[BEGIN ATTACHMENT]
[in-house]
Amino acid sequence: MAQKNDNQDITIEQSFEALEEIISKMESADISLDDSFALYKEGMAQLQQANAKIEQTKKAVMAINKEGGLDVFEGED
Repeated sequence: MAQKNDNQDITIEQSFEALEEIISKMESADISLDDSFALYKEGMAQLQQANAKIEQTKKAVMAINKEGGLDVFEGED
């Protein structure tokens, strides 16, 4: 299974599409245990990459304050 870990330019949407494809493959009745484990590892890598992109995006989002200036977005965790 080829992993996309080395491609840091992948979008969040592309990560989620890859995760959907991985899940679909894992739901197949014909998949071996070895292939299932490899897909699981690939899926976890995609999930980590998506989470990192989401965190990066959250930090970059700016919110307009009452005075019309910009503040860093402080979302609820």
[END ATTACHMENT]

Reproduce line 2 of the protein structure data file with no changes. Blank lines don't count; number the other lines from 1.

Amino acid sequence: MAQKNDNQDITIEQSFEALEEIISKMESADISLDDSFALYKEGMAQLQQANAKIEQTKKAVMAINKEGGLDVFEGED